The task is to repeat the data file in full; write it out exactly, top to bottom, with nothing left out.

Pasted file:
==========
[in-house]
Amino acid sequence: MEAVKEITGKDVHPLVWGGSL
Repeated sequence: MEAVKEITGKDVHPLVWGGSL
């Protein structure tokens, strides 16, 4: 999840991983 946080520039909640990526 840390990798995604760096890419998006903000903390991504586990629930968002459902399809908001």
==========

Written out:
[in-house]
Amino acid sequence: MEAVKEITGKDVHPLVWGGSL
Repeated sequence: MEAVKEITGKDVHPLVWGGSL
């Protein structure tokens, strides 16, 4: 999840991983 946080520039909640990526 840390990798995604760096890419998006903000903390991504586990629930968002459902399809908001």